The preparation for the grand 2024 festival are pressing ahead at full steam. Juan Diego Florez , was appointed the Artistic Director. ‘He also has an incredible knowledge of singers to bring to the festival because he has sung with them, and this is a very efficient way of ‘scouting’ new talent. Just like Cecilia Bartoli in Monte Carlo. Florez will be Artistic Director till 2026. Florez is a Pesaro Alumni and shot to fame in a Pesaro production. We are very proud of that.’

Josi: Commercially, how does ROF function?

ROF is non-profit, but I am delighted to say we do not lose money. We have important donations from the public, from the administration of Pesaro, from the State. We are a testimony to the Italian Culture, and it is an important investment for the State to keep up the most prestigious operatic standards for the nation. These contributions allow us not only to mount prestigious productions, but also as a testimony of our achievements throughout the world.

Josi: How do you see the future?

This is a perfect question now that we have performed all Rossini’s 39 works. ROF was born with the specific intention of rediscovering Rossin’s works, a history of beauty which brings back to life works which have been forgotten in the annals of history. Personally, I don’t think our job is finished because there is still much of Rossini’s music to discover, various versions of the same opera, music that does not necessarily belong just to one opera, but to the famous ‘centone’ operas of which Eduardo e Cristina, is a perfect example. There still is more music to perform, there is more to discover in Rossini’s evolutional composing. We also want such works as Adelaide di Borgogna to be shown in other theatres, not just here. We know that we have made many steps in the right direction to promoting the music and other operas of Giachino Rossini. We want to reach a new audience without lowering the standard, hopefully to a younger generation because audiences are generally older in Europe. We invest much energy and resources to appeal to the younger generation, and we want to expand our audience base. There is a project – Crescendo per Rossini – for over 10s, and we invite over 2000 school children every year to tell them about Rossini, and to go to rehearsals. We also go to prisons, and retirement homes, which Covid had interrupted. In this way we try to reach a much wider audience. We want to be not only a Festival which interests those already interested in this particular form of music, but we need to be able to have sustainability. Economically and socially, we are working towards green projects, our impact on the climate. Last year were had a climate certificate as we work to reduce the impact on the climate.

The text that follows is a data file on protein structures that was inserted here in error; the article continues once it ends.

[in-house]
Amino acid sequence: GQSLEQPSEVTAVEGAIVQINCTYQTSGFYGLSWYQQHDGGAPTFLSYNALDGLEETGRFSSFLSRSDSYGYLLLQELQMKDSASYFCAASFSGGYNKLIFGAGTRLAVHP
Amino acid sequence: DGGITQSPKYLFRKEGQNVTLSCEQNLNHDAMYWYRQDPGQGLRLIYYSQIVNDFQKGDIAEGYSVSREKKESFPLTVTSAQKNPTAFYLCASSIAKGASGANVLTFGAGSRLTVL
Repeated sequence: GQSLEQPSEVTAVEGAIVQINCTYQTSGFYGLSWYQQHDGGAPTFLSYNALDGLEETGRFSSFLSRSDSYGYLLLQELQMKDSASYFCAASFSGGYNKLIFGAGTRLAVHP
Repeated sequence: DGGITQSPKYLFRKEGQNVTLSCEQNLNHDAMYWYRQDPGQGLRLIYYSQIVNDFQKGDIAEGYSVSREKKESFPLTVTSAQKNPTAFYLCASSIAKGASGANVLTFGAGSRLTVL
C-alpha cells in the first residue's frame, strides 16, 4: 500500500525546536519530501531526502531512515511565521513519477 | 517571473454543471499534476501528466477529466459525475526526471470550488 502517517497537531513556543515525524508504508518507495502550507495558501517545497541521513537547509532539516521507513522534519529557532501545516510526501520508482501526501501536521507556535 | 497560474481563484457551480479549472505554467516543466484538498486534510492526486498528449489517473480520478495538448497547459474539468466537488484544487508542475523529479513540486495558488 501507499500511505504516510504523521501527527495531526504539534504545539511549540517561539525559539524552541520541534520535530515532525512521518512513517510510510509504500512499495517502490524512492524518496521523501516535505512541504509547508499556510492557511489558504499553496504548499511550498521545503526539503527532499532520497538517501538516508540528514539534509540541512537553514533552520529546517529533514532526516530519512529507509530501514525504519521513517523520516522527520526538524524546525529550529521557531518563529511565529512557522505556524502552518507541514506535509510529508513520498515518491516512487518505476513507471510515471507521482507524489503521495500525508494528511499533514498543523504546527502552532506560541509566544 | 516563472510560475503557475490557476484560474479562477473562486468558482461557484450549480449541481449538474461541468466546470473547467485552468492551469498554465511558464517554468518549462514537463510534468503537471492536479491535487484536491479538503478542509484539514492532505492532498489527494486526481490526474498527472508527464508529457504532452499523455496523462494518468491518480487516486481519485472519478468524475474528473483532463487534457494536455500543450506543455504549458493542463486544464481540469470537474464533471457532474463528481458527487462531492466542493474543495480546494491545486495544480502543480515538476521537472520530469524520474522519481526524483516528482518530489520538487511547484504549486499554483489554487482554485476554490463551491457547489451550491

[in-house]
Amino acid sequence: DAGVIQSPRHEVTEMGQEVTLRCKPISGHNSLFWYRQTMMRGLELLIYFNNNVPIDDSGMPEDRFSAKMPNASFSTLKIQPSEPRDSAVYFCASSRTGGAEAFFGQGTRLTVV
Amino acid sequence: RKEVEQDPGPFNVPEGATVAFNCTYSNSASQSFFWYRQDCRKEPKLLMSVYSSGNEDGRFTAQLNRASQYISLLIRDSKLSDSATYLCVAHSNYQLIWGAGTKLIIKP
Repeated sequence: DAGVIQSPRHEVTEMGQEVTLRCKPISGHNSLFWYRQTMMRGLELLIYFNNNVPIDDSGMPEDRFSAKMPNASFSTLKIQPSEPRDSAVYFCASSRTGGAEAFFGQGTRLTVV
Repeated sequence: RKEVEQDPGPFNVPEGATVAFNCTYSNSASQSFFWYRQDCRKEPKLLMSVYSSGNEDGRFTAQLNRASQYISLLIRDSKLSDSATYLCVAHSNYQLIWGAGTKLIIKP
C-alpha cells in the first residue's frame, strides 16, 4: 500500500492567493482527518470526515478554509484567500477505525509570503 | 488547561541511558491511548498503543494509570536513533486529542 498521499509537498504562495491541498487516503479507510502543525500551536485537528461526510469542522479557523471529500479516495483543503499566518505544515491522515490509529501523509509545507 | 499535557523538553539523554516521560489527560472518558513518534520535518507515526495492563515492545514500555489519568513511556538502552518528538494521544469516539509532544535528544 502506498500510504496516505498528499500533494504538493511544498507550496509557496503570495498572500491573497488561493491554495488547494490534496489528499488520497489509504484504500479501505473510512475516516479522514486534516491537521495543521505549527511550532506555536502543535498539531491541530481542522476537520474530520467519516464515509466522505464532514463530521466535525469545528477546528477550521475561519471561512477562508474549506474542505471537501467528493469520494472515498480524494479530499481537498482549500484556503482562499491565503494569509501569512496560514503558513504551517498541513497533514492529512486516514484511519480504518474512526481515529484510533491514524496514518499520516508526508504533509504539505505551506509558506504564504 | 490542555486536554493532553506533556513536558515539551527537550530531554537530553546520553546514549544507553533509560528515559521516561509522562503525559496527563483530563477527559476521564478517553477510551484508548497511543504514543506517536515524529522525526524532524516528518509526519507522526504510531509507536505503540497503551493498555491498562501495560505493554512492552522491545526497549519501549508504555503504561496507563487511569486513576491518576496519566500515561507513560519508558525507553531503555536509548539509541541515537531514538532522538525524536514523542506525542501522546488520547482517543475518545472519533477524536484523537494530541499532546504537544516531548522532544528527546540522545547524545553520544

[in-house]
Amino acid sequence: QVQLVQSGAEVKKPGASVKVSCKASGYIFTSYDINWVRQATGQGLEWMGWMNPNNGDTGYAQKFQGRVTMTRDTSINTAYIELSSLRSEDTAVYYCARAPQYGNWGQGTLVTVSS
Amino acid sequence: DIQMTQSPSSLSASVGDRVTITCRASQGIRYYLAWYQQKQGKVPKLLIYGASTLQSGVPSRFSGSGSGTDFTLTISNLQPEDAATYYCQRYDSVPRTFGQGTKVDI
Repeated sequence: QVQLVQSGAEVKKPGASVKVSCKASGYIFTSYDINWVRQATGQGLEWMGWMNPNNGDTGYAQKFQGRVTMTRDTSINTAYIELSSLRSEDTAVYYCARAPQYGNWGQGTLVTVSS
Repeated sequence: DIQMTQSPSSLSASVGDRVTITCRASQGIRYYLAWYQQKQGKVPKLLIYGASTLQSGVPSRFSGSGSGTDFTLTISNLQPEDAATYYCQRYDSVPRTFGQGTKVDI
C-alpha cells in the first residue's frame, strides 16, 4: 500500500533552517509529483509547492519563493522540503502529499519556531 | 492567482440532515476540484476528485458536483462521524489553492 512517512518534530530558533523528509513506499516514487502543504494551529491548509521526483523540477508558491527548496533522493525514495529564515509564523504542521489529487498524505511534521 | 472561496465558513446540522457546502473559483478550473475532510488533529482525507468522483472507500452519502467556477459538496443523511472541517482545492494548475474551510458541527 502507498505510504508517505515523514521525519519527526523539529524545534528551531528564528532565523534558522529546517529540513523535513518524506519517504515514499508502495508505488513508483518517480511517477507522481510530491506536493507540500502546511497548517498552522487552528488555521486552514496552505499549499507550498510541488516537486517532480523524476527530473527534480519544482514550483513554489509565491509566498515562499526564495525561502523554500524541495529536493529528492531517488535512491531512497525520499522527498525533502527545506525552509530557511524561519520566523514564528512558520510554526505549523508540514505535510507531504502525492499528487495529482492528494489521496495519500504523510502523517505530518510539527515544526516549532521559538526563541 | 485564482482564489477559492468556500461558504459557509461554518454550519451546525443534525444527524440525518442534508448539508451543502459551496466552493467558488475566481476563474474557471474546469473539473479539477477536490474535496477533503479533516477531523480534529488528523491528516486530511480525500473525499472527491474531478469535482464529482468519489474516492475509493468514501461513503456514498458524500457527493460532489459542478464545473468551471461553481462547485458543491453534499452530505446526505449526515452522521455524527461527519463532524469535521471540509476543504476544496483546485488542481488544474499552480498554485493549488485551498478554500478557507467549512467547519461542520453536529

Josi: What was the impact of Covid?

Covid was a tragedy, our region was the worst hit in Italy, because Lombardy was hit first, and therefore a tragedy from all points of view, social, economic. We are proud to say that in August 2020 we did manage to get onto stage, we made an open festival, and performed a new production indoors. The programme was changed and everything was done in an open piazza; people found that it was a period of spiritual and mental rebirth. We managed to allow people to work, the bars, restaurants, who would have lost badly economically. We had 50% of our audience, and these were mainly Italians. We could honour our contracts so the artists were paid for their work, otherwise all those would have been in terrible financial hardship, so the social merit of keeping going was overwhelming.

It was a tremendous privilege to talk to you. Thank you.